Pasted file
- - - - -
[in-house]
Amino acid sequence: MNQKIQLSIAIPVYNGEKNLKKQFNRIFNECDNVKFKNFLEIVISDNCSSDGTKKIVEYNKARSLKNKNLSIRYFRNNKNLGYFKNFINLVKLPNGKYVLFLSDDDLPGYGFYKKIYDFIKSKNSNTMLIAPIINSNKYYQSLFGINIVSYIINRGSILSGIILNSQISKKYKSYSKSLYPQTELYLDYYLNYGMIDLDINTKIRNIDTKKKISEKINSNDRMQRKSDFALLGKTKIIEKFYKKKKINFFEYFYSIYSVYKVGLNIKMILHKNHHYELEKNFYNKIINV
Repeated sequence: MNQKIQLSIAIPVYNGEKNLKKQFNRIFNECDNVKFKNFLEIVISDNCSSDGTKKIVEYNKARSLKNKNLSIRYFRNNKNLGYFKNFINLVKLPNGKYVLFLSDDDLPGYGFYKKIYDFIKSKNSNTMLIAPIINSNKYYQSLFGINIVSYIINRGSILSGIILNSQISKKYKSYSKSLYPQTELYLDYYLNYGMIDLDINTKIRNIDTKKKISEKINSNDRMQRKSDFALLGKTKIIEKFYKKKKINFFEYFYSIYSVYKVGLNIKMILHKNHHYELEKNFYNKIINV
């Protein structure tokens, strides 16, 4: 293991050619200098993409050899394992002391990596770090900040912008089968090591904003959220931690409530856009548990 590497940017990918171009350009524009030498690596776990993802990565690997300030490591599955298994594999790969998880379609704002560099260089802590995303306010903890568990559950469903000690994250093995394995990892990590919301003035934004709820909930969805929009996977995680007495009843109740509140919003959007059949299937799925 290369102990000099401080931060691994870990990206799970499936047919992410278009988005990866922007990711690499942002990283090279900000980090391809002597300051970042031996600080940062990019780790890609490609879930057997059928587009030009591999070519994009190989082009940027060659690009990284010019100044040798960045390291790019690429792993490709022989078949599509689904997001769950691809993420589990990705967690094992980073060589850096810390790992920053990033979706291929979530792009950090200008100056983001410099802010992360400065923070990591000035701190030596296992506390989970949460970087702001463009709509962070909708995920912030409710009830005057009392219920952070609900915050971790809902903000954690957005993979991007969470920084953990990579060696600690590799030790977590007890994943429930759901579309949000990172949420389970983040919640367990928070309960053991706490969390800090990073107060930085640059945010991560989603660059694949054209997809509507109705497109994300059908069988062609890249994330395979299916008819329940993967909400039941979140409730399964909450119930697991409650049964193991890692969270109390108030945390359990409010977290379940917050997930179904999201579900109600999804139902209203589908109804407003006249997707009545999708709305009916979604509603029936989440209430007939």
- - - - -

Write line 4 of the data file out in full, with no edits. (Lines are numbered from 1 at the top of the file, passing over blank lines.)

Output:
């Protein structure tokens, strides 16, 4: 293991050619200098993409050899394992002391990596770090900040912008089968090591904003959220931690409530856009548990 590497940017990918171009350009524009030498690596776990993802990565690997300030490591599955298994594999790969998880379609704002560099260089802590995303306010903890568990559950469903000690994250093995394995990892990590919301003035934004709820909930969805929009996977995680007495009843109740509140919003959007059949299937799925 290369102990000099401080931060691994870990990206799970499936047919992410278009988005990866922007990711690499942002990283090279900000980090391809002597300051970042031996600080940062990019780790890609490609879930057997059928587009030009591999070519994009190989082009940027060659690009990284010019100044040798960045390291790019690429792993490709022989078949599509689904997001769950691809993420589990990705967690094992980073060589850096810390790992920053990033979706291929979530792009950090200008100056983001410099802010992360400065923070990591000035701190030596296992506390989970949460970087702001463009709509962070909708995920912030409710009830005057009392219920952070609900915050971790809902903000954690957005993979991007969470920084953990990579060696600690590799030790977590007890994943429930759901579309949000990172949420389970983040919640367990928070309960053991706490969390800090990073107060930085640059945010991560989603660059694949054209997809509507109705497109994300059908069988062609890249994330395979299916008819329940993967909400039941979140409730399964909450119930697991409650049964193991890692969270109390108030945390359990409010977290379940917050997930179904999201579900109600999804139902209203589908109804407003006249997707009545999708709305009916979604509603029936989440209430007939």